Monday, 9 February 2015

Spooky Horses - Tip Tips!

I love hacking out, it is great to get out and ride in the countryside and although Basil can be quite 'sharp' he is very good in traffic - mostly.

 This is Chesney 'looking' at something in the distance.

Horses are 'spooky' by nature, this is because in the wild they are prey animals.  They are always on the lookout for any potential predator, because that is what keeps them alive in the wild!  Sudden movements; for example a pigeon or pheasant flying out of a hedge or a plastic bag flapping is likely to make them at least look, if not jump or at worst spin around and gallop home!

Horses are suspicious of things they haven't seen before but with work at home this can be overcome.  Examples of 'spooky' things:

  • Plastic bags 
  • Rolling cans 
  • Puddles 
  • Road markings 
  • Moving leaves 
  • Birds flying out of hedges 
  • Animals eg: sheep on the other side of the hedge 
  • Tractors, combine harvesters and other farm machinery 
  • Lorries 
  • Motorbikes 
  • Trailers that rattle 
  • Bicycles (they appear behind very quietly) 
  • Many more......

So you can try to introduce some of these things at home using a process called de-sensitisation. This basically means you introduce them slowly so your horse gains confidence in you and that you try not to frighten him.  Start by introducing them on the yard at a distance and then when he is calm, move in closer. Take it slowly.  When he is used to them in that environment ask a friend to bring them out when you are riding in the field or arena! 

  • Plastic bags - flap them around, get them blowing across the ground, 
  • Umbrellas - open and close them, 
  • Introduce bicycles, lawn mowers etc, 
  • If you can, get cars started close by, 
  • This plan can be used to introduce most things - if you have access.   Not everyone has a tractor they can bring in!

I find that if Basil is having a sensible day then he will practically walk past anything, if he is having a silly day then everything is scary.  So to some extent he is being naughty but I also feel that some days he just finds everything too much or too exciting!

 Basil looking at an orange skin one day on our hack!

How to react if your horse is spooky.

  • Hack out with another sensible horse who will reassure your horse and hopefully teach him that these things are NOT scary. 
  • Stay calm and try not to tense - this is easier said than done, if anyone understands that I do!  Singing helps.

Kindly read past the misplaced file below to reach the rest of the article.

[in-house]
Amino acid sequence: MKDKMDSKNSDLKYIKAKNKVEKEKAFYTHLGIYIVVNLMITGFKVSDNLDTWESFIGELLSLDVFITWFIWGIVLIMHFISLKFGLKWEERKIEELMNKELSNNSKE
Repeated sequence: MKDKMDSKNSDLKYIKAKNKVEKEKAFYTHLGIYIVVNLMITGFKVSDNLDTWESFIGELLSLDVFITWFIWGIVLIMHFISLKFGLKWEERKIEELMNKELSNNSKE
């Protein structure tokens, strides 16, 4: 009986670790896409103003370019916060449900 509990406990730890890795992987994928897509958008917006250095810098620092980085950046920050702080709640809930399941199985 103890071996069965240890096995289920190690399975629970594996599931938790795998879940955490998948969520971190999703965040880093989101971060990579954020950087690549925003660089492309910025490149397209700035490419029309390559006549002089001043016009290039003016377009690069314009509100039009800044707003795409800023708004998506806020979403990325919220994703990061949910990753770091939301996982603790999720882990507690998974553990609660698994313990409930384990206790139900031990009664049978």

• Be positive, sit up and keep your legs on and your hands down (so many people lift them high). 
  • Do not pat your horse when he is napping - you are telling him what he is doing is good, wait until he stops napping and is going forward or at least stopped reversing!  If you need to talk then tell him to 'Walk on' positively - or use the same words you would use when lunging or leading. 
  • If you see something spooky up ahead on the side of the road then ride forward as though you are asking for leg yield - turn his head away from the object a little and put your right leg on just behind the girth.  If you turn his head towards the object he will swing his hindquarters into the road!  I usually check if there are any cars about and if there are I halt until I have a clear road. Just in case. 
  • Spooky horses are not generally being naughty (although some are) so stay calm, you need to be positive, give him confidence in you and be authoritative as a herd leader would be.  There is no point getting angry and emotional as this will transfer to the horse who will probably get more upset. 
  • If your horse is truly terrified; his heart rate will go up and his breathing will change (Basil shakes) then it is NOT worth forcing your horse to go past.  The situation could become dangerous for you and the horse especially if you are on a road. 
  • Make sure you wear high visibility clothes if you are on the road so you can be seen in plenty of time.

Many horses will get better over time as they come into contact with different things.  Having a horse that was well educated as a youngster will make a huge difference.  Basil obviously was exposed to plenty of traffic when he was young as he is very good with lorries, tractors etcetera.  He is also good with motorbikes although when more than 6 go by in a row he gets a little upset!  Basil's problem is things that are white; white bags, white coats and newly painted white lines. 

Is there anything that particularly makes your horse spook?

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Until next time!

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